By Andrew Richardson, Publisher and Stylist

Words by Nikolaj Hansson / Illustration by Sine Jensen

Andrew Richardson put all his work (and name) into the now infamous Richardson Magazine, that initially saw the light of day in 1998 with none other than Jenna Jameson gracing its cover. 16 years later, the Richardson project is still going full throttle and has now expanded to include a clothing label, available all over the globe. Even though Richardson doesn't consider his own magazine part of the porn industry, he's still been involved in the culture throughout the last 15 years, so we found it natural to catch up with him for a discussion about Hugh Hefner, soggy porn mags and whether or not there is such a thing as the cult of porn.

How was sex perceived where you grew up?

Victorian naturalistic.

Is Richardson a porn magazine?

No, sexual climax has never been the goal for Richardson Magazine.

Do you find that people tend to become stimulated and aroused rather than interested and entertained when reading your magazine?

When I put an issue out, the reader is going to see the content in their way, through their filter and project their wants onto it.

Do you remember your first encounter with sex?

Sure. A soggy porn mag under a bush in the woods where the bad kids went to smoke during Lunch break at school.

Is it possible to make hard porn aesthetically appealing and beautiful?

Probably everything Rocco Siffredi has done has a fundamental beauty to it.

Is erotica a good medium for breaking down societal prejudices.

Sure, and building them up though.

Coming from a background as a stylist, how did you go about the transition into the world of erotic publications?

I worked on Madonna’s sex book when I was 25. The experience of working on that introduced me to the diverse sex subcultures of New York circa 1991. Interacting with them was very chill and friendly, so I was given access to use a lot of that kind of stuff in my styling work after the book came out. “Heroin Chic” was the anti glamour trend of the moment in the mid 90’s. Myself and the photographers I was working with at the time were into a kind of “Erotic Attack”. Adding sex and sexual provocation to that low key aesthetic. I used to work with a Japanese magazine called Dune, run by Fumihiro Hayashi (Charlie Brown). He saw some scrap books I had that were a kind of diary of my times in New York. The combination of my styling work post sex book and these diary’s got Charlie to raise the money to start Richardson.

Are sexual deviations more accepted in a city as New York compared to many other places around the world?

In New York, I think it’s acceptable to live lifestyles defined by sexual orientation or identity as in NYC is free, San Francisco is free but I hear the best swing parties and so on are in the suburbs.

How big a role do you find that the Internet has played in the liberation of the sexes?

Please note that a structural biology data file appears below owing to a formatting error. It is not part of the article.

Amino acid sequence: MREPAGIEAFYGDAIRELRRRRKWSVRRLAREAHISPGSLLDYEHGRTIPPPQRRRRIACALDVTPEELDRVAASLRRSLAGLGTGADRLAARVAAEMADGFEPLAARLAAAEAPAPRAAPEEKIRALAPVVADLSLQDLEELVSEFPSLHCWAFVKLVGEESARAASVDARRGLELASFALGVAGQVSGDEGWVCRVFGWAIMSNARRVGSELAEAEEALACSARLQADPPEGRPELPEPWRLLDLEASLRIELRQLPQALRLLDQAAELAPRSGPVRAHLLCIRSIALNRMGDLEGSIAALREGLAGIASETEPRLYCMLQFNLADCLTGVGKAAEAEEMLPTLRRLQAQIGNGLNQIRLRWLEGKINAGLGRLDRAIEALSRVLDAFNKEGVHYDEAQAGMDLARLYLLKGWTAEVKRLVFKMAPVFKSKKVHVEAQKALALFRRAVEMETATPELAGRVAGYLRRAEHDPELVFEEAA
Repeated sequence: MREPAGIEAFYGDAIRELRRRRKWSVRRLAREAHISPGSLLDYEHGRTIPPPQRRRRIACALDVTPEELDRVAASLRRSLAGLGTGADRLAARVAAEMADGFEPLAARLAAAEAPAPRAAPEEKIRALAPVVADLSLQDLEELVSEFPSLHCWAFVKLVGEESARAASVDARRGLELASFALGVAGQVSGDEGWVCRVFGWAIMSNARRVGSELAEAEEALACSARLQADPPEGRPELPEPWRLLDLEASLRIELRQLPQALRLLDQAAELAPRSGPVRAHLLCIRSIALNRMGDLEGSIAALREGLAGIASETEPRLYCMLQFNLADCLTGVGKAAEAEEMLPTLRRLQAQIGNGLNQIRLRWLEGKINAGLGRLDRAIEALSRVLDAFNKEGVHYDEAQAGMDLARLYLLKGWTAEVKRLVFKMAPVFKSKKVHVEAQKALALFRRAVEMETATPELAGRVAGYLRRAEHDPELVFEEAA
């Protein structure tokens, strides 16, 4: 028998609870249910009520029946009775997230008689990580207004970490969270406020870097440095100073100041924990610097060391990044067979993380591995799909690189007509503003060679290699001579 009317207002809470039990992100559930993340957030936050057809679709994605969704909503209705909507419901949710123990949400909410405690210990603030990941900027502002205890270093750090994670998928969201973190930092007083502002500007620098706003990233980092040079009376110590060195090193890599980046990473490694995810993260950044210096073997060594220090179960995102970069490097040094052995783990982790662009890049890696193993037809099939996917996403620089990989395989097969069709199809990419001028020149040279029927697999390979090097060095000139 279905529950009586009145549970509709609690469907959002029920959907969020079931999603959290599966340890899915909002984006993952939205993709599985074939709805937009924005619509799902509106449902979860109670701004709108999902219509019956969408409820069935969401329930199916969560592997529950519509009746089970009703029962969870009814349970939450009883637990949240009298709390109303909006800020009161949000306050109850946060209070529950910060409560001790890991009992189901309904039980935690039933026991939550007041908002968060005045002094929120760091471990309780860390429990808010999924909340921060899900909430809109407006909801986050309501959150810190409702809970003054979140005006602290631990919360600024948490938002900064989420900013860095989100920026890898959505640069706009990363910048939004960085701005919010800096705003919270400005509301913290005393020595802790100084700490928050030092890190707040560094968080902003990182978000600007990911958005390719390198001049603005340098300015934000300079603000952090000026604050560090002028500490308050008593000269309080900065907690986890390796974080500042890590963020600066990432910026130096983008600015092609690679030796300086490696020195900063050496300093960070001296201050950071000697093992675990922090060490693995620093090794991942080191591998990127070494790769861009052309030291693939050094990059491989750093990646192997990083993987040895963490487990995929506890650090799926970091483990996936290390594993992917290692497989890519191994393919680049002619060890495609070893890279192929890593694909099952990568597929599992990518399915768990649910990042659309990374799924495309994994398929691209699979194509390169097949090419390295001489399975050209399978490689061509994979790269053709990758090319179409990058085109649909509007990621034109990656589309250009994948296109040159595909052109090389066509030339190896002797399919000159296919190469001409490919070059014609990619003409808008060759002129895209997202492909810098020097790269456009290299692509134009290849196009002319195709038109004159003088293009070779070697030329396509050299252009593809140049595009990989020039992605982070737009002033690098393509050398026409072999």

BIG. Like, who knew about all that stuff that people could do? It's not like your parents or the education system told you much more about sex than how to avoid unwanted pregnancy etc. I think the internet is like a beacon of light for the sexually adventurous.

Alan Moore once said: “Sexually progressive cultures gave us literature, philosophy, civilization and the rest, while sexually restrictive cultures gave us the Dark Ages and the Holocaust.” Is he right?


Are you the Hugh Hefner of New York’s art milieu?

America in the 50’s was obviously a very different social and political climate than it is now, and Hugh Heffner reflected the disparity between what people actually felt and what was allowed by the institution. So Hugh Heffner was some kind of social activist, much respect for that, but Playboy really peaked in the 70’s. Right now, Playboy seems to be in an identity crisis that has dragged on since then. The struggles for emancipation and sexual liberation have been won so the struggle of today is to maintain a clear understanding of ourselves in this information age, the rationalisation of the individual ego. What I do with Richardson Magazine has a different agenda and financial ambition. That being said, I would love to have Gore Vidal or Norman Mailer (RIP) write for Richardson, but it would be in a different visual arena than Playboy ever was. 

An image can tell a whole story more immediately and directly than actually reading the whole story. The visual stories that Richardson tells are very different from the rom-com stories that Playboy now tells. Richardson has always been about provocation and the so-called erotic attack, much in the same way the punk movement in the mid-seventies used sexual subculture to confront the establishment. Richardson does the same, but tries to expand the dialogue. We’re using provocative imagery to present the argument and then hopefully disseminate a somewhat more analytical ethos. And those ideas that started in the magazine follow through into the clothes, the basic forms of work and athletic wear, military motifs and symbols, the union teamster etc. All these things are gently subverted to our purpose. 

Photography by Tim Barber

Do you ever make something with the sole intent of provoking?

LOL, probably everything.

Has your own approach to sex changed as Richardson Magazine has progressed over the years?

Yea, within and outside of the magazine for sure.

Is there an expiration date on the cult of porn?

Hopefully not, whatever the “Cult of Porn” is. Isn’t the cult of porn another name for Darwinism or something?